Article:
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Rules of Construction for Wills and Trusts Explained

Article written by Illinois & Iowa Attorney Kevin O'Flaherty
Updated on
January 20, 2020

In this article, we explain the Illinois rules of construction for wills and trusts.  We answer the following questions: 

  • How do Illinois courts interpret ambiguous language in wills and trusts?
  • What does the term “rules of construction” mean with respect to wills and trusts?
  • What are the rules of construction for wills and trusts in Illinois?

How do Illinois courts interpret ambiguous language in wills and trusts? 

If an Illinois will or trust contains language that is vague or subject to multiple interpretations, interested parties can file a lawsuit called a “construction action” to request that a court determine how the ambiguous language in the will or trust should be construed.  

The court’s purpose is to attempt to determine the creator’s (“the settlor’s”) intent at the time that the will or trust was executed.  Courts are required to look to only the language of the document unless the language is ambiguous, at which point the parties can introduce extrinsic evidence to prove what the settlor intended.  If extrinsic evidence is insufficient to determine the settlor’s intentions, then the court applies rules of construction to determine the result of the lawsuit.  

For more, check out our article: What Happens if a Will or Trust is Ambiguous? 

What does the term “rules of construction” mean with respect to wills and trusts?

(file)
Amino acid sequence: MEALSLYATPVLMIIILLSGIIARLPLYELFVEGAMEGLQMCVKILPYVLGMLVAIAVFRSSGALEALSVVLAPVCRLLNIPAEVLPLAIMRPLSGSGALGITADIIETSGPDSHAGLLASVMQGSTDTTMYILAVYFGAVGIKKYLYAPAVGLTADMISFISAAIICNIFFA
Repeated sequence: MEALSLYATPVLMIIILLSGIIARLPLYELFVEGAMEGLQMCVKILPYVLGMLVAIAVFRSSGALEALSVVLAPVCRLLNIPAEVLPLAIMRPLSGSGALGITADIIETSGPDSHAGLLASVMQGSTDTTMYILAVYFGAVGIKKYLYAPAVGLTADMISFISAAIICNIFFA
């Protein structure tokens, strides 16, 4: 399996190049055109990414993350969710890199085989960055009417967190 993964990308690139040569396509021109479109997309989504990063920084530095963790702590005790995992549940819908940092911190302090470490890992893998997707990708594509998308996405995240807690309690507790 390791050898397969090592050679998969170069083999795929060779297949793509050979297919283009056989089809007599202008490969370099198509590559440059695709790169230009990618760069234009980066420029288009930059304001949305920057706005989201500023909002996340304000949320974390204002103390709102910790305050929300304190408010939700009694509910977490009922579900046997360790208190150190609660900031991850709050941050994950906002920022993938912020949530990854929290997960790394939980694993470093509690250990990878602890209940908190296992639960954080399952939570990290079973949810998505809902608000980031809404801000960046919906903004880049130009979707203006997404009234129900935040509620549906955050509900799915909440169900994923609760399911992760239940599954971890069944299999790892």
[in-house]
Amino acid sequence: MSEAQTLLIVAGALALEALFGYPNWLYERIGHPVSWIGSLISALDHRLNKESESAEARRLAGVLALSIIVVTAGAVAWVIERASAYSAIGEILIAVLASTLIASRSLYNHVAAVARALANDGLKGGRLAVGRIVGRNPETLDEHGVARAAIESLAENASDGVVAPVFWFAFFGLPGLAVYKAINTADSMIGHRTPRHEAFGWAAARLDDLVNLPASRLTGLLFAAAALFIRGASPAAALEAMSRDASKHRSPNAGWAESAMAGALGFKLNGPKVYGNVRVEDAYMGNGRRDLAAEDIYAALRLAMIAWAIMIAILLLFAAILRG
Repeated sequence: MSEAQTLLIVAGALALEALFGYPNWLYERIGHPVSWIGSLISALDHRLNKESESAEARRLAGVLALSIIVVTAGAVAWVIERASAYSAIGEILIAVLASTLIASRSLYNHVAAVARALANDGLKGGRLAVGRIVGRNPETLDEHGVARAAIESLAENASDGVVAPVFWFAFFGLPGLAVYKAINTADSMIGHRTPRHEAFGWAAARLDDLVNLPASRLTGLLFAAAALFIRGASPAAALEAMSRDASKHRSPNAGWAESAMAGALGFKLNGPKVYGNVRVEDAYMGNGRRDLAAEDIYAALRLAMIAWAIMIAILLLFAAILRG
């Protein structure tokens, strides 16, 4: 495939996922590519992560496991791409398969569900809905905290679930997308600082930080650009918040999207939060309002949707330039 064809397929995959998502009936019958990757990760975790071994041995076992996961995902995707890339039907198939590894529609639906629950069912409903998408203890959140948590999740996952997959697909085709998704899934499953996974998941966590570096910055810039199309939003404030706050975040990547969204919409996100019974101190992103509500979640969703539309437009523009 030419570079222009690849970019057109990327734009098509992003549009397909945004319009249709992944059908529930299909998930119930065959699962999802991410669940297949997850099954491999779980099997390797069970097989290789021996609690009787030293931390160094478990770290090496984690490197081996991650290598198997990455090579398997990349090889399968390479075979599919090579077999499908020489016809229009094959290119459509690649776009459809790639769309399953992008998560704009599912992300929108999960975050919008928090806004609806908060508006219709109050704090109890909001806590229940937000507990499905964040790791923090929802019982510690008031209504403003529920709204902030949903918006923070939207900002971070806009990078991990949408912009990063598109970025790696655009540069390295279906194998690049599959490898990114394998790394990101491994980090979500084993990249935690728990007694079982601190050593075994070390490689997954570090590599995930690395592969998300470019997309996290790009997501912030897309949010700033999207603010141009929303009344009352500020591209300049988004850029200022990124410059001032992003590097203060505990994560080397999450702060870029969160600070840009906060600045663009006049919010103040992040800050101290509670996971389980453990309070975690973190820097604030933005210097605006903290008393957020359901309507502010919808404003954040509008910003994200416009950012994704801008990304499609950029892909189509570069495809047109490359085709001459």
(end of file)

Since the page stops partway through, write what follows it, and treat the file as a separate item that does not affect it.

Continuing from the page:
Rules of construction are a set of rules that courts follow to decide disputes regarding the intended meaning of ambiguous language in a will or a trust.  They are based on precedent set in previous cases.  They are presumptions that the court uses to determine what an ordinary settlor would mean in specific cases of ambiguous language.  If the court can determine the actual intent of the settlor, the rules of construction will not be applied.  

What are the rules of construction for wills and trusts in Illinois?

Illinois courts follow these presumptions when interpreting an ambiguous will or trust:

  • Illinois courts presume that the creator of a will or trust intended to use the will or trust to dispose of all of his or her property and not leave part of his or her estate to pass to heirs at law outside of the terms of the will or trust. This essentially means that courts interpret wills and trusts so as to avoid intestacy.  
  • Illinois courts presume that the settlor intended the terms of his or her will or trust to be valid and legal.  Courts will interpret ambiguous sections in such a way as to maintain the legality of the document rather than favoring an interpretation that would render the document invalid.  
  • If two unambiguous clauses in a will or trust conflict with one another, courts will favor the clause that occurs later in the document.  
  • If specific provisions of a will or trust conflict with general language in the document, teh specific language will be favored.  
  • Courts will favor an interpretation that benefits heirs of the settlor over parties that are not closely related to the settlor.  
  • Courts favor interpretations that result in heirs of equal degree (such as groups of siblings, or groups of children) being treated equally. 
  • Courts presume that words have the same meaning throughout the document. 
  • Courts presume that words have their ordinary meaning. 
  • Courts will disregard punctuation if it makes the meaning of the will or trust more obvious.


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